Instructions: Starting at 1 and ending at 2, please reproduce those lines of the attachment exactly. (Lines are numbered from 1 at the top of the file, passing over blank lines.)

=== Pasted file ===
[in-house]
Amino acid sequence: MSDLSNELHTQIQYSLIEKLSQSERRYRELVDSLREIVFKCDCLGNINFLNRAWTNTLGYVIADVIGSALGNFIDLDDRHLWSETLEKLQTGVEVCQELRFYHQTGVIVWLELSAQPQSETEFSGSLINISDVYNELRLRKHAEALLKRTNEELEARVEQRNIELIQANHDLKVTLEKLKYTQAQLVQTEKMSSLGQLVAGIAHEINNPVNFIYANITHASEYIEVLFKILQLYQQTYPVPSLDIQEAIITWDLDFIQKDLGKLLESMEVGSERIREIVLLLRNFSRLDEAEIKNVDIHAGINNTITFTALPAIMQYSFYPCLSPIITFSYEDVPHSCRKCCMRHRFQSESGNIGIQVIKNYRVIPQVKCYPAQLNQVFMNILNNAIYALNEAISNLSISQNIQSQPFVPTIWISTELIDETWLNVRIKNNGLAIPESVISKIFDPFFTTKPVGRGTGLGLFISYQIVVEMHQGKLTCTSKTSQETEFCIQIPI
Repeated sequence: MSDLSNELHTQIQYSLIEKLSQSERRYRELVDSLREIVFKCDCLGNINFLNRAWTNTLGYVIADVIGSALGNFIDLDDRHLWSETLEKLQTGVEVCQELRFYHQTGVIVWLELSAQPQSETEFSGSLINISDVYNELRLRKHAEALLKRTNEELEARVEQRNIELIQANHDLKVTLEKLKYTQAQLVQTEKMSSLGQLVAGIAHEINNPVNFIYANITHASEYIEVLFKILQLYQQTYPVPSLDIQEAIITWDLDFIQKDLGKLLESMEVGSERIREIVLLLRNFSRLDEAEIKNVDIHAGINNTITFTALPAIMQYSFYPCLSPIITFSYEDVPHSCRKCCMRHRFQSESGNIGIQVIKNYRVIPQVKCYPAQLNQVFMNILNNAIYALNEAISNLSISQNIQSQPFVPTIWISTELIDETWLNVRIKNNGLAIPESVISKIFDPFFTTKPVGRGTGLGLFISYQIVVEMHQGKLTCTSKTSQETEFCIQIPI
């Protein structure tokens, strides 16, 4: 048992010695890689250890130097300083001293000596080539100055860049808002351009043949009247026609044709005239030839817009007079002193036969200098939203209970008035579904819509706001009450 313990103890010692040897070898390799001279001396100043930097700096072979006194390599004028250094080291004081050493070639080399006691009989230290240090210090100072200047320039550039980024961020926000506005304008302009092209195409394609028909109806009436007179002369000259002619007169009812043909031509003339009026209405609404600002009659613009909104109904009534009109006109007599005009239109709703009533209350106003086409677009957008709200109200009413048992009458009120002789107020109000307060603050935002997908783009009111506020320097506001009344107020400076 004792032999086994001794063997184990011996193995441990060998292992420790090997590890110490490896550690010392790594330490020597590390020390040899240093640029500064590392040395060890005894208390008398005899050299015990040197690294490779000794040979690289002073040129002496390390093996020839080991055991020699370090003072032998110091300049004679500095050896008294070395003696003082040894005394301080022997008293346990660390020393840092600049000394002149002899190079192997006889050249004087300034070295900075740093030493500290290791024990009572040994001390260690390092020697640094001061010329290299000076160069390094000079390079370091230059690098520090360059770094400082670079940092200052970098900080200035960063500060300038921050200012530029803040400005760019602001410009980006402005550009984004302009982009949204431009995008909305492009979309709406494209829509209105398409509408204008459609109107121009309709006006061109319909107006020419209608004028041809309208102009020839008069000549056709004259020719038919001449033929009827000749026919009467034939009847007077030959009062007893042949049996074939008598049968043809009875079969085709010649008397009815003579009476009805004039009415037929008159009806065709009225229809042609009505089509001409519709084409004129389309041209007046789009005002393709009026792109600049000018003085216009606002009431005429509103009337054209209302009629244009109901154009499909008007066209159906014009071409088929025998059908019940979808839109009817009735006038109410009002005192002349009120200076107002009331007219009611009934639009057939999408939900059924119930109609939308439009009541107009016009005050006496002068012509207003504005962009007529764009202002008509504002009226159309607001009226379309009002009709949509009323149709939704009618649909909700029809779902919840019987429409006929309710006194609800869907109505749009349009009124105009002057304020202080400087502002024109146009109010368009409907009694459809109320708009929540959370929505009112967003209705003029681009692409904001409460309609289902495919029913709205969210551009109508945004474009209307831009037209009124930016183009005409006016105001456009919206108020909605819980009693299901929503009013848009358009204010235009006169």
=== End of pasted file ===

[in-house]
Amino acid sequence: MSDLSNELHTQIQYSLIEKLSQSERRYRELVDSLREIVFKCDCLGNINFLNRAWTNTLGYVIADVIGSALGNFIDLDDRHLWSETLEKLQTGVEVCQELRFYHQTGVIVWLELSAQPQSETEFSGSLINISDVYNELRLRKHAEALLKRTNEELEARVEQRNIELIQANHDLKVTLEKLKYTQAQLVQTEKMSSLGQLVAGIAHEINNPVNFIYANITHASEYIEVLFKILQLYQQTYPVPSLDIQEAIITWDLDFIQKDLGKLLESMEVGSERIREIVLLLRNFSRLDEAEIKNVDIHAGINNTITFTALPAIMQYSFYPCLSPIITFSYEDVPHSCRKCCMRHRFQSESGNIGIQVIKNYRVIPQVKCYPAQLNQVFMNILNNAIYALNEAISNLSISQNIQSQPFVPTIWISTELIDETWLNVRIKNNGLAIPESVISKIFDPFFTTKPVGRGTGLGLFISYQIVVEMHQGKLTCTSKTSQETEFCIQIPI